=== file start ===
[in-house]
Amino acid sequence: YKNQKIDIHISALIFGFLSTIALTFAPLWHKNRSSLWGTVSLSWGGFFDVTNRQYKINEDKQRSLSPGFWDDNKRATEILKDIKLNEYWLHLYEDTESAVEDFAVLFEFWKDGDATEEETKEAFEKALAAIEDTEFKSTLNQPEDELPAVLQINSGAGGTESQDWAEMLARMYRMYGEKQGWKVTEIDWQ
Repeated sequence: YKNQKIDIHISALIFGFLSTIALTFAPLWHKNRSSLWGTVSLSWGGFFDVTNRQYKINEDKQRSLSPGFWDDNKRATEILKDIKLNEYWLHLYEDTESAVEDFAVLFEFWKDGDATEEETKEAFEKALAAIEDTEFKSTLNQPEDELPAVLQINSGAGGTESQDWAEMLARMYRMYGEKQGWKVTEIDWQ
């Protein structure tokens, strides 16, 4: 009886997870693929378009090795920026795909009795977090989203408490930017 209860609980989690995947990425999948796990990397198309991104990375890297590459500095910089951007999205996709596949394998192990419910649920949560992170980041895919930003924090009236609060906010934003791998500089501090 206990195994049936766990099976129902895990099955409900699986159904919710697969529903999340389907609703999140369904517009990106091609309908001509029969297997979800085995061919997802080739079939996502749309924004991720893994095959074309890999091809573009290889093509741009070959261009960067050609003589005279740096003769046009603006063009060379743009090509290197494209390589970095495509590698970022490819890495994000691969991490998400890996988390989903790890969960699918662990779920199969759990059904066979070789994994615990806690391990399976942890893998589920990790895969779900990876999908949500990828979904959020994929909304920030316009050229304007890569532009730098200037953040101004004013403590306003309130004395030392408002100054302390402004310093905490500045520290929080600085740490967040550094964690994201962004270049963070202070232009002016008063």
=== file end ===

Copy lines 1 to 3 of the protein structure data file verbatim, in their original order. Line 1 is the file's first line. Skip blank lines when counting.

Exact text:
[in-house]
Amino acid sequence: YKNQKIDIHISALIFGFLSTIALTFAPLWHKNRSSLWGTVSLSWGGFFDVTNRQYKINEDKQRSLSPGFWDDNKRATEILKDIKLNEYWLHLYEDTESAVEDFAVLFEFWKDGDATEEETKEAFEKALAAIEDTEFKSTLNQPEDELPAVLQINSGAGGTESQDWAEMLARMYRMYGEKQGWKVTEIDWQ
Repeated sequence: YKNQKIDIHISALIFGFLSTIALTFAPLWHKNRSSLWGTVSLSWGGFFDVTNRQYKINEDKQRSLSPGFWDDNKRATEILKDIKLNEYWLHLYEDTESAVEDFAVLFEFWKDGDATEEETKEAFEKALAAIEDTEFKSTLNQPEDELPAVLQINSGAGGTESQDWAEMLARMYRMYGEKQGWKVTEIDWQ